The evaluation of an employee’s performance, as well as a company’s performance, is an integral part of the management of every company. This allows the company as well as individuals to learn from their mistakes and to understand areas for improvement in order to serve the company better. In addition, this is when the management can identify the direction of results and decisions that need to be made to improve the company.
When conducting a performance evaluation, it is essential to know what your employees are like and their patterns of thinking, as performance evaluations shouldn’t demotivate your employees in any way. This does not mean that you should avoid feedback that is not 100% positive. It means that the result of the evaluation serves the highest interest of the company and its employees. Follow these best practices to turn Performance Evaluations into something that your employees look forward to.
Record and follow a consistent procedure
It’s a good practice to maintain written records of your policies and procedures, including the Performance Evaluation procedure. Provide clarity around each employee’s role and how the organization perceives their contributions. Keeping what employees should know about performance evaluations and the schedule of performance evaluations shared with them allows them to know exactly how their performance is measured. Managers and employees should have a shared understanding of what good performance looks like. If you’re in a position to afford it and if you’re using Key Performance Indicators (KPIs) as part of your evaluation process, you may use a software tool to cover one or more stages of the performance evaluation. However, it is also possible to use a Spreadsheet-based scorecard for this.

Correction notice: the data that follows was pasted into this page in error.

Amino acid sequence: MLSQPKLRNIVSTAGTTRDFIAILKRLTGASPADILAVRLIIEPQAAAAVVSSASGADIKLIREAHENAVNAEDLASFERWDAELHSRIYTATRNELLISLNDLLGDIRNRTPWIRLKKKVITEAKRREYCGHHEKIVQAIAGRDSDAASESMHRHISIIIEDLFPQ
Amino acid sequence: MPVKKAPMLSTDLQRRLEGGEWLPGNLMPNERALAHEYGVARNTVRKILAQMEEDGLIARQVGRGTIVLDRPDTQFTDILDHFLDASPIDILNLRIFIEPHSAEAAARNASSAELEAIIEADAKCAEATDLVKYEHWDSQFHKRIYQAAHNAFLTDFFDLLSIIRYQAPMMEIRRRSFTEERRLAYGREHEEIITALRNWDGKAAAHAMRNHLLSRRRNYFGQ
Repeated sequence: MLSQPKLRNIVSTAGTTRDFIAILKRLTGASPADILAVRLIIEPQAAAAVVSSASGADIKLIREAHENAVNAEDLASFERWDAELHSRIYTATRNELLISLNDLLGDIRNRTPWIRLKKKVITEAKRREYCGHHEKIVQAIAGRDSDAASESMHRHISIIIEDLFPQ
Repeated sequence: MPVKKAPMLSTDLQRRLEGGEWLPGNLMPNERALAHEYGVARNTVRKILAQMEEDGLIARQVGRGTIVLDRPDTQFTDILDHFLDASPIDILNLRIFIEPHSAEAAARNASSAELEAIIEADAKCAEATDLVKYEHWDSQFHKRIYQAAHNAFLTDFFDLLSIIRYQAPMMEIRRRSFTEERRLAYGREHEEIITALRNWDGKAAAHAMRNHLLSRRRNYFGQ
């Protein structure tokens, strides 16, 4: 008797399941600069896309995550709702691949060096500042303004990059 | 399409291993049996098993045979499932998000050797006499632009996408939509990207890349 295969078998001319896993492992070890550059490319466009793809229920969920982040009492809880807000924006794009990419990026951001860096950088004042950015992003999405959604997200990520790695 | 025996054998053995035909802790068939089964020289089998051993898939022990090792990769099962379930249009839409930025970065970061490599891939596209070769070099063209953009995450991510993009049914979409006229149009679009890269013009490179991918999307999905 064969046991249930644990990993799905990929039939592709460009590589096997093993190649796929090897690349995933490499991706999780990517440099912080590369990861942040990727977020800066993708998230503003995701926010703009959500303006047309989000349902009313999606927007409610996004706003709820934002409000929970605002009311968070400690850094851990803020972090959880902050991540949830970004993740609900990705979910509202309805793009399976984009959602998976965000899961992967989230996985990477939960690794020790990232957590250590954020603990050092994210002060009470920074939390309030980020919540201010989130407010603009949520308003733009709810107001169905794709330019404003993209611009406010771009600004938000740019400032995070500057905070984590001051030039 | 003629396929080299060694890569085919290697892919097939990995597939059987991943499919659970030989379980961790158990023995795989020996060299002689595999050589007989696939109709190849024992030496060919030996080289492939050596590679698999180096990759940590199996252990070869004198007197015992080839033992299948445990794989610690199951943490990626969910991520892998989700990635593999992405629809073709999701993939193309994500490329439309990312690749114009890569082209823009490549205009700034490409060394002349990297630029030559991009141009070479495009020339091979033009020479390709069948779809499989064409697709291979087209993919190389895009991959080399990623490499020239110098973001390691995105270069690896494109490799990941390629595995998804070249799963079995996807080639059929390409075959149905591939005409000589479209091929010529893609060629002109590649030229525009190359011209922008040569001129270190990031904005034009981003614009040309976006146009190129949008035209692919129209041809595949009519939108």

Don’t be subjective; always be objective
Always try to gather 360-degree feedback, as managers or superiors aren’t the only ones with visibility to employees’ work. In fact, a lot of employees’ everyday work might be more visible to their peers and subordinates than their managers. To get a more complete picture of an employee’s performance, ask them for feedback as part of the performance review process. However, be careful not to ask too many technical or complicated questions. If they’re falling behind in KPIs, look at the things that are stopping them. If lack of understanding on the criticality of their KPIs is one, then gently but firmly (with carefully selected facts to back you up) explain why those KPIs matter.
You shouldn’t walk into an important meeting unprepared. It is important not only to be prepared but to seem prepared – your employees deserve to feel that you have thought seriously about their performance, and to receive thoughtful feedback for the future. Setting such a culture with your own reviews will make it quickly spread across your organization. Set everyone up for a more effective performance conversation by allowing time for preparation. Always know what you’re going to talk about, structure the evaluation meeting and prepare some key points for discussion. It is in the best interest of your employee and the organisation in general that you (or the one who conducts the performance evaluation) have an understanding of the particular employee’s work environment and the scope of work, as it could be unfair to judge a person purely based on the KPI achievement.
Be a listener and a motivator
Build trust! It is as simple as that. For them to be open with you and share important insights (thereby helping you achieve the real goal of performance evaluation), they should have confidence in you as someone who listens carefully and understands. This will help you find the driving factors of their performance and capitalise on them. You definitely need their positive energy.
To conclude, everyone in the Performance Evaluation should practice ‘empathy’ and look from the other’s perspective. Try to see problems in the other’s perspective. An appraisal / performance evaluation is a great opportunity to have an insightful discussion with your employees to make them understand and see things from a manager’s point of view or the business’s point of view.